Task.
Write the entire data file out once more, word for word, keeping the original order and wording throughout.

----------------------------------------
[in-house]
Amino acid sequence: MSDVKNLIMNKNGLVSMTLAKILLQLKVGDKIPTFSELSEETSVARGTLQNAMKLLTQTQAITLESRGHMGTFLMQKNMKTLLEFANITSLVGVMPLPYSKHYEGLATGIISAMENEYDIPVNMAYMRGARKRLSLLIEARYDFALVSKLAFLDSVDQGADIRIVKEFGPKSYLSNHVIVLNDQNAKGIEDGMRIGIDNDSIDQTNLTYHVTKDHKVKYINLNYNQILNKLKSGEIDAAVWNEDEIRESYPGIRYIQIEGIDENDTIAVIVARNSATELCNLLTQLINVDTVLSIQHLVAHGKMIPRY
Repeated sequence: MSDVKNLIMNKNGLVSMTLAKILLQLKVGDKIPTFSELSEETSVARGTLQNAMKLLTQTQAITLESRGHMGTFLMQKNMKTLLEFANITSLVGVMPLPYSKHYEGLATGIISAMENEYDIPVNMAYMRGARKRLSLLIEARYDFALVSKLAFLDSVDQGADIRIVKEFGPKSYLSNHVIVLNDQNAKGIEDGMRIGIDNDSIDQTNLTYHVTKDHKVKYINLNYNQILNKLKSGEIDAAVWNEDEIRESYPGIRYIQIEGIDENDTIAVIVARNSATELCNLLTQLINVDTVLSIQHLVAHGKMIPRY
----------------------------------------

[in-house]
Amino acid sequence: MSDVKNLIMNKNGLVSMTLAKILLQLKVGDKIPTFSELSEETSVARGTLQNAMKLLTQTQAITLESRGHMGTFLMQKNMKTLLEFANITSLVGVMPLPYSKHYEGLATGIISAMENEYDIPVNMAYMRGARKRLSLLIEARYDFALVSKLAFLDSVDQGADIRIVKEFGPKSYLSNHVIVLNDQNAKGIEDGMRIGIDNDSIDQTNLTYHVTKDHKVKYINLNYNQILNKLKSGEIDAAVWNEDEIRESYPGIRYIQIEGIDENDTIAVIVARNSATELCNLLTQLINVDTVLSIQHLVAHGKMIPRY
Repeated sequence: MSDVKNLIMNKNGLVSMTLAKILLQLKVGDKIPTFSELSEETSVARGTLQNAMKLLTQTQAITLESRGHMGTFLMQKNMKTLLEFANITSLVGVMPLPYSKHYEGLATGIISAMENEYDIPVNMAYMRGARKRLSLLIEARYDFALVSKLAFLDSVDQGADIRIVKEFGPKSYLSNHVIVLNDQNAKGIEDGMRIGIDNDSIDQTNLTYHVTKDHKVKYINLNYNQILNKLKSGEIDAAVWNEDEIRESYPGIRYIQIEGIDENDTIAVIVARNSATELCNLLTQLINVDTVLSIQHLVAHGKMIPRY